Our pet poodle, Shitemutt, has really nice, white fur, when it's kept right. The trouble is, it grows like mad bastard Russian Ivy, this fur. I know because the ivy that has long since colonised our garden shed and rendered it strange and unrecognisable still grows at a less demented rate than the hair on that cretin of a dog. I got sick of taking the thing to the salon every month, as it was costing us a fortune and I don't know why, but there's no such thing as a canine Supercuts. If there was such a thing as a canine Supercuts, none of this would have happened and our brain-dead, money-haemorrhaging pooch would not now look a fugitive from Toy fucking Town or a migrant from one of those silly miniature village bollockness that you used to go to when you were eight years old and on holiday in Torquay. Fucking pointless places. But I digress...
I lay the blame for the incident I am about to impart squarely with the washing machine. I will not name the make of this deadly contraption but a law suit is pending and soon the whole world will know exactly what happened and whose fault it was because so outrageous are the events I am about to relate, I am confident of the whole thing going utterly viral to the point of making it all the way to the second item on Channel 4 News when the story breaks. Here is what happened.
My best friend keeps this shaggy effort, which she claims is a canine of some description. She may have told me the manufacturer once but don't ask me what it is, because I neither know nor care and it's a rubbish dog anyway, if you ask me, especially baring in mind that all dogs are stupid and a waste of space and oxygen. But anyway, the fur regeneration on this thing used to be as problematic as our Shitemutt's ridiculous hair growth was and my friend was well pissed off having to go to the salon every four weeks, given that it was expensive and the place stunk so badly of dog hair. She had to have two showers as soon as she got back to the house. Plus this particular shave-shy canine idiot had recently taken to eating its own faeces, which devastated the kids, as one might imagine. It was the last straw because it meant that no matter how tight money might be, the cretinous creature had to go to dog spa every four weeks without fail. Frankly, the expense was unsustainable on my mate's budget and they had to skip the odd meal and the children sometimes went to school hungry. All so that the dog could be given its monthly seeing to.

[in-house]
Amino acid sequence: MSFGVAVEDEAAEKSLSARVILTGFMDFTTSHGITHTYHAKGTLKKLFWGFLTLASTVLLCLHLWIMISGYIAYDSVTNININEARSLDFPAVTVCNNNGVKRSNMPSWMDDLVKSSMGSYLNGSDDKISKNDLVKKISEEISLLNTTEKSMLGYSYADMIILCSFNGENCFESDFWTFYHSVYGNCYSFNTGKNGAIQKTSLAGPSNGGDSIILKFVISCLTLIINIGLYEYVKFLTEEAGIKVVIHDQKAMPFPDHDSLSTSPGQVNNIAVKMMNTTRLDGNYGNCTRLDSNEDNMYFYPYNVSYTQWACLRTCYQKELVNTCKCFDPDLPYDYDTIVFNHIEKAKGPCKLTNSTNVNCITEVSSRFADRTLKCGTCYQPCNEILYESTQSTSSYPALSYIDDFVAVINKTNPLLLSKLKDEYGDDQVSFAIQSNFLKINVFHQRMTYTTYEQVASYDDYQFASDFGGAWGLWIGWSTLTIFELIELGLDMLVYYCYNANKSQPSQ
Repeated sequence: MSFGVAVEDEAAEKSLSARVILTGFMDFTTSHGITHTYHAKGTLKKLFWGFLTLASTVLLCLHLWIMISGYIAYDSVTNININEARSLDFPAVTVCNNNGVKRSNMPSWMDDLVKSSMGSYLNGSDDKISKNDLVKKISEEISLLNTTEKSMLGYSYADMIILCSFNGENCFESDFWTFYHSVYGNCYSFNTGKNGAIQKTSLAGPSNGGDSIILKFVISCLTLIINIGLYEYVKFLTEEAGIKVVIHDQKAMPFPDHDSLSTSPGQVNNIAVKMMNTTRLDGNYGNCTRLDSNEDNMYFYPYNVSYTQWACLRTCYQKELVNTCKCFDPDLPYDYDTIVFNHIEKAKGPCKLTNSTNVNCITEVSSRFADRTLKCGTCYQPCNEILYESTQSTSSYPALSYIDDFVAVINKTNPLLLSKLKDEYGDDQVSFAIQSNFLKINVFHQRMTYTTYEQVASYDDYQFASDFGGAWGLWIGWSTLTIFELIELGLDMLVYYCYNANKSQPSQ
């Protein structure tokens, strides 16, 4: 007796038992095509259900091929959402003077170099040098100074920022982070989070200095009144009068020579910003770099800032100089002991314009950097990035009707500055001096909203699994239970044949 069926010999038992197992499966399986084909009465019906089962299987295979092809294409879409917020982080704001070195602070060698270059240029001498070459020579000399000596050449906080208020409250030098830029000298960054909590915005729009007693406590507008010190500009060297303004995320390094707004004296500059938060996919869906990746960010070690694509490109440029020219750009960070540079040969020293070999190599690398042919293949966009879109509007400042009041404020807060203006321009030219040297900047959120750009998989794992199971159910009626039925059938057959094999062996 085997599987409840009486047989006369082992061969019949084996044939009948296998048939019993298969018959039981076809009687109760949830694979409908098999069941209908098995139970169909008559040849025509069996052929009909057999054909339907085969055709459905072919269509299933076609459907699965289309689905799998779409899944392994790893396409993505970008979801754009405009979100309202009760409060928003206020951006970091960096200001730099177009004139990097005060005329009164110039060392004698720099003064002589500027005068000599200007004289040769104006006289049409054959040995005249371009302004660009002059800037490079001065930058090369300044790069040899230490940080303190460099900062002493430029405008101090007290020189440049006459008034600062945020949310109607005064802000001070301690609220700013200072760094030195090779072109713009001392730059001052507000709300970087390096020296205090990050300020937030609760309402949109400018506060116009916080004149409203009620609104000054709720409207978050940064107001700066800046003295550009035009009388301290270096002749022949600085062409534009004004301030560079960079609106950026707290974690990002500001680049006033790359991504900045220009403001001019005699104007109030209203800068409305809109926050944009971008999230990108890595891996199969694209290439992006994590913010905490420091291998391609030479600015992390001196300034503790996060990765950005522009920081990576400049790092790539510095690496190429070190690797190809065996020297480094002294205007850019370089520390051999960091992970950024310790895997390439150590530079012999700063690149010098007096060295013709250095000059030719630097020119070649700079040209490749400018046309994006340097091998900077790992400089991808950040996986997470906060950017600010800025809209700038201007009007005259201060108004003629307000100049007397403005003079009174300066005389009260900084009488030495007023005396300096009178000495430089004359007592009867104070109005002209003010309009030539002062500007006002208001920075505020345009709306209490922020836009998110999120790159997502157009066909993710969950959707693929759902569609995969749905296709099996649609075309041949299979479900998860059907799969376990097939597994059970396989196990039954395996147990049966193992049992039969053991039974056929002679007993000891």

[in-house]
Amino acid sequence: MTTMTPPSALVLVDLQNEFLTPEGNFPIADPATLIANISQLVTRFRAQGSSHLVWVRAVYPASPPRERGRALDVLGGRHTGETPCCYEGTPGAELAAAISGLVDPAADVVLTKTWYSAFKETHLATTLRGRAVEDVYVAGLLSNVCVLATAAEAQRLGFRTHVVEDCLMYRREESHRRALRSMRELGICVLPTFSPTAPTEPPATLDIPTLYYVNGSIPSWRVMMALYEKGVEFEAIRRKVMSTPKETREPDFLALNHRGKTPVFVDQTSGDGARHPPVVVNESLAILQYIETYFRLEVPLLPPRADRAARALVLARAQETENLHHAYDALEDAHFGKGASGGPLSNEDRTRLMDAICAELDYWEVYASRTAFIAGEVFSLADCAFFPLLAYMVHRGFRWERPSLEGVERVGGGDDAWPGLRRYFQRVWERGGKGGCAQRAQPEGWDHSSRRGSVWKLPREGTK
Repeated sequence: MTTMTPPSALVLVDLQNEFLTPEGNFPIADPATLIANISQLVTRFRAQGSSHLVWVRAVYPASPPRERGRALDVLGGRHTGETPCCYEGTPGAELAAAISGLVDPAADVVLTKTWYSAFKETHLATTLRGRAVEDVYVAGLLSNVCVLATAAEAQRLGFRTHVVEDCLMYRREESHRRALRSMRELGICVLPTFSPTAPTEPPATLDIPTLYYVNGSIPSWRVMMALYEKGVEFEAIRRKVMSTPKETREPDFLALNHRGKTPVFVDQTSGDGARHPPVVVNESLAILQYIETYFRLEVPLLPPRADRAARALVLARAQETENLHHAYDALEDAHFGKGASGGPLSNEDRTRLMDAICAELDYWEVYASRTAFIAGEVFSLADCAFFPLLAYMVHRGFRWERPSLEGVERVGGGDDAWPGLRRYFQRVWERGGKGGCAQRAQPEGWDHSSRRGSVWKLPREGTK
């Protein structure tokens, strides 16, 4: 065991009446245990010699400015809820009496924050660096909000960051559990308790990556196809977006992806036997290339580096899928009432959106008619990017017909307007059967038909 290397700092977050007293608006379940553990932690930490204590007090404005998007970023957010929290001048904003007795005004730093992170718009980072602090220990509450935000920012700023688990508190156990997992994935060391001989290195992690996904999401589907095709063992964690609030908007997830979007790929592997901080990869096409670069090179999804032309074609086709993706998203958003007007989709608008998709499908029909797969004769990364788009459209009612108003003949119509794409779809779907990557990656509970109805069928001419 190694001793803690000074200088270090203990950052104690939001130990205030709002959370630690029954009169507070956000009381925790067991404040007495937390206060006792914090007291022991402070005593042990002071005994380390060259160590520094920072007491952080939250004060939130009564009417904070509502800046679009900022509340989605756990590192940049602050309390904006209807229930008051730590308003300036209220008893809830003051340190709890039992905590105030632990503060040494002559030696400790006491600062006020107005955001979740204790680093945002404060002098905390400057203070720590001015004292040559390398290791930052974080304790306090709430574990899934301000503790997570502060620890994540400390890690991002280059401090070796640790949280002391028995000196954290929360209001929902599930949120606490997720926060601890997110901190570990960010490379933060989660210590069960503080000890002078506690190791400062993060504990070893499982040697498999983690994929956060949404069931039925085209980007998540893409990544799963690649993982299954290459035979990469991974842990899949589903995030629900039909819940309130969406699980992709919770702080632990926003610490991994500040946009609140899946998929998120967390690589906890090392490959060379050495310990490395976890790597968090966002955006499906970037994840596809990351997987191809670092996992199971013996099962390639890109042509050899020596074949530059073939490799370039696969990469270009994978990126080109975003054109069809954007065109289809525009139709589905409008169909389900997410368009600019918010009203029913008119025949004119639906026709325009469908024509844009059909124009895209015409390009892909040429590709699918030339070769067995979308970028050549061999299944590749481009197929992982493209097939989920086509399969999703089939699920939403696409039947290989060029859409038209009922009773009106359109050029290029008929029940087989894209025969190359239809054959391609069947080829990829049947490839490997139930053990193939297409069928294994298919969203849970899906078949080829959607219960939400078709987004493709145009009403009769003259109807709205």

All this to one side, my friend was okay with all this until some interfering school teacher alerted the nosy bastards at social services and they started knocking on the front door and showing an unhealthy interest in the welfare of her children. Many a time, she had to hide behind the couch until they went away and eventually, she realised she had to do something and was thinking of throwing the pointless bastard of a beast under a train and telling the kids it had run away and got lost forever on account of it being too stupid to have any sense of direction and find its way home.
But then one day, my friend was reading a magazine article and in the tips page, she noticed this item that suggested there was no need to go to some rip-off dog beautician chain in order to keep your pet from looking like an escapee from sixties Star-Trek-Ville. No, indeed, it said. All you had to do, apparently, was put the thing through a short wash and spin cycle, always making sure the water temperature was correct and you remembered to press the wool button.
Needless to say, my friend tried this and it worked a treat. Half an hour in the machine at the local launderette, and the dog emerged hairless and smelling of nothing more sinister than cheap soap suds. The real beauty of this was that it then took twice as long for the fur to grow back, so it was a double saving.
I was delighted to hear this, as you will no doubt have guessed, but I am a cautious person and I waited for my friend to repeat this process on two further occasions in case something went wrong and the thing imploded during the spin cycle or something. But not a bit of it. The entire thing went well every time and worked like a charm. My friend even tried ironing the mong the last time she took it out of the machine, with no ill effects, though I must say it looked a bit flat the last time I saw the thing.